It is possible that this could be a major development because the loss of England to South Africa has revealed a worrisome shortage of depth in certain positions. In the front row, Borthwick was forced to rely on 36-year-old Dan Cole and 33-year-old Joe Marler to lead the scrum against the Springboks. When they were substituted, England’s set-piece performance suffered greatly. Jamie George played the entire 80 minutes in three consecutive matches in the World Cup, and although having a healthy Luke Cowan-Dickie would have made a significant impact, the hooker position remains problematic. The inside-centre position also poses a challenge.
Sweeney highlights the success of younger players in England’s age-based teams, but also recognizes the issue that these players face a challenge in their development. They receive significantly less playing time compared to their counterparts in France, and this will likely have negative consequences in the early stages of the next World Cup due to a lack of focus on nurturing talent.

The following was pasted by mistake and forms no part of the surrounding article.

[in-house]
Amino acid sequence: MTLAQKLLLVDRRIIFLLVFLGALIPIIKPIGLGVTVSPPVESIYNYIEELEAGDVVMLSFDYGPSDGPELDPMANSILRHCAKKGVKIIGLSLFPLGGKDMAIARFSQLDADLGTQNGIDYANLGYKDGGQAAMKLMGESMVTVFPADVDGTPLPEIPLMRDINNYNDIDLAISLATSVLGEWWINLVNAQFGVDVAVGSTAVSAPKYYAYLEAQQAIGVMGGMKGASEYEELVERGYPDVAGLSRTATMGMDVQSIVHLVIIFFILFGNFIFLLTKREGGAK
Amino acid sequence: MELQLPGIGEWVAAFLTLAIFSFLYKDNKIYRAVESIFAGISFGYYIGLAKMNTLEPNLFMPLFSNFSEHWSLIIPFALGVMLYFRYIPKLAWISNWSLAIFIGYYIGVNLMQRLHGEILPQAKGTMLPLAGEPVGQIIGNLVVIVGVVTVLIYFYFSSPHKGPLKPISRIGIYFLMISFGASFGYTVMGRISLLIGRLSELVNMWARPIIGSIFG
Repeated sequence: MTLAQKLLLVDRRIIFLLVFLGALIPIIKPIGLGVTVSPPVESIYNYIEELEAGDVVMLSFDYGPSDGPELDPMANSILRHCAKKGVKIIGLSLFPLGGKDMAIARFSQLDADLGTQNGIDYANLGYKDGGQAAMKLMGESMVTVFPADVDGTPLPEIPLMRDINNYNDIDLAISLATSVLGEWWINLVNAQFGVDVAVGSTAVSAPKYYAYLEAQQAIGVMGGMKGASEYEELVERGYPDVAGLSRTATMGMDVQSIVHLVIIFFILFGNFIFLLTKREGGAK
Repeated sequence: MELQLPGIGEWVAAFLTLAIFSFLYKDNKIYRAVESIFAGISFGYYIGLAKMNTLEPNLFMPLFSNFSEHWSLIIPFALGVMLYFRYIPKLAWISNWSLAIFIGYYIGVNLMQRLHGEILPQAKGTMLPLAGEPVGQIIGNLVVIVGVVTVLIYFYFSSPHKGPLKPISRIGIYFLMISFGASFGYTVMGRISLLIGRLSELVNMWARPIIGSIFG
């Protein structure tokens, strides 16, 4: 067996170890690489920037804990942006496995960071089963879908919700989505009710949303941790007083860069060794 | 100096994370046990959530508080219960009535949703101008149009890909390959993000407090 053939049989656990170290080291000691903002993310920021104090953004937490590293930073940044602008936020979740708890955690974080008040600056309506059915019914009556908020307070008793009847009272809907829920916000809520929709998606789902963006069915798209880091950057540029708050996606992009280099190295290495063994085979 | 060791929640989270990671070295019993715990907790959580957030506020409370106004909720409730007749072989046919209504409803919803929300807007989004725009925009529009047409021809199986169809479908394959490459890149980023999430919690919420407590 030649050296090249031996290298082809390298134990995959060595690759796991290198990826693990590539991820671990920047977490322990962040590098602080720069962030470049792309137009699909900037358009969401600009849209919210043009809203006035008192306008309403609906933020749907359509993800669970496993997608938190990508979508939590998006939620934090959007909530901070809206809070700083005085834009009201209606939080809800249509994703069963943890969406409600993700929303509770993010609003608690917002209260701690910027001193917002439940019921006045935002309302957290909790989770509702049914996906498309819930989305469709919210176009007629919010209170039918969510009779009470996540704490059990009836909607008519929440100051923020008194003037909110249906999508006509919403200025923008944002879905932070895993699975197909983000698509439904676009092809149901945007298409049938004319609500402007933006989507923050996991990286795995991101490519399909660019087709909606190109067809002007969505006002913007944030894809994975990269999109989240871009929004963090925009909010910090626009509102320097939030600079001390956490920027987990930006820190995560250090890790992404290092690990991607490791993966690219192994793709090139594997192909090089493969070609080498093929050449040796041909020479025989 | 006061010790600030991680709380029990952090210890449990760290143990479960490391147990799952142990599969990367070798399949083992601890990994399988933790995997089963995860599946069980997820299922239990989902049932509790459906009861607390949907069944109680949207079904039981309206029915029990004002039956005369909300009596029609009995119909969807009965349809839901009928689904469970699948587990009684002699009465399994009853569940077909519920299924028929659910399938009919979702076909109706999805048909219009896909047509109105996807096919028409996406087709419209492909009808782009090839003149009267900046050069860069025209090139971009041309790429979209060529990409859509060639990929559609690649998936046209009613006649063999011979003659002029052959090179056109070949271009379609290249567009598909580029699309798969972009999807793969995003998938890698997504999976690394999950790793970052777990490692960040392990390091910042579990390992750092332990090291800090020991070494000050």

Sweeney stated that the discussions currently being held about the academy structure revolve around the mutual benefit of having a strong national team and high-quality players in club teams. This can be seen in France, where their success has been built upon a group of talented young players, such as Antoine Dupont, who have been carefully developed. Unfortunately, many of our young players are not receiving enough playing time.
The proposed revival of an England A team would be beneficial, as RFU executive director Conor O’Shea recently visited Paris to learn about France’s success in finding a new pool of athletes from urban areas. This strategy has been long overdue in England, according to Sweeney. He acknowledges that this has been a topic of discussion for some time, but not enough action has been taken. Broadening the skill base is necessary, and initiatives like this are needed to achieve that goal.
However, Borthwick cannot simply wait and do nothing. In the past month, he has been likened to Alan Turing and Spock, and Sweeney has referred to him as a “professor.” Borthwick has been actively taking notes during the World Cup in preparation for the upcoming Six Nations tournament, which is only 14 weeks away. While England’s third-place finish in France has earned them some goodwill, this period after the World Cup was always going to determine the success of Borthwick’s leadership.